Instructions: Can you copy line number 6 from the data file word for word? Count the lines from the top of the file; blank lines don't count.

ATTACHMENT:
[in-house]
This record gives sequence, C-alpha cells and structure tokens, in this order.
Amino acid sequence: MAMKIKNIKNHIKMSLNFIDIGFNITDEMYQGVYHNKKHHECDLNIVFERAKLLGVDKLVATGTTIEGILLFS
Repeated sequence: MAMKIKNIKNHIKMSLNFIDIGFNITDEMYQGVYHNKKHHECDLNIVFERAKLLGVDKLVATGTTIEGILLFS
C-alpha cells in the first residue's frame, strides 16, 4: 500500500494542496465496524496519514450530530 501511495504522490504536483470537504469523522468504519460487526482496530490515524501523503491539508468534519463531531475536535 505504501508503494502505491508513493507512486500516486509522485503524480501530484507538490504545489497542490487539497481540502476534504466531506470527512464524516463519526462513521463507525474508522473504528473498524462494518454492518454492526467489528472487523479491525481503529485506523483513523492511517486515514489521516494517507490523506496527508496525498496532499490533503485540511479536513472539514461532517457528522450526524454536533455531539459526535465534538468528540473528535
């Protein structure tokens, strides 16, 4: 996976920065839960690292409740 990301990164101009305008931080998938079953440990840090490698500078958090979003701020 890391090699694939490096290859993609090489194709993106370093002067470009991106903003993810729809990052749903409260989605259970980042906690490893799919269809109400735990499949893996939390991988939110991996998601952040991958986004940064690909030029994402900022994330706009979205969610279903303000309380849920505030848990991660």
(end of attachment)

């Protein structure tokens, strides 16, 4: 996976920065839960690292409740 990301990164101009305008931080998938079953440990840090490698500078958090979003701020 890391090699694939490096290859993609090489194709993106370093002067470009991106903003993810729809990052749903409260989605259970980042906690490893799919269809109400735990499949893996939390991988939110991996998601952040991958986004940064690909030029994402900022994330706009979205969610279903303000309380849920505030848990991660």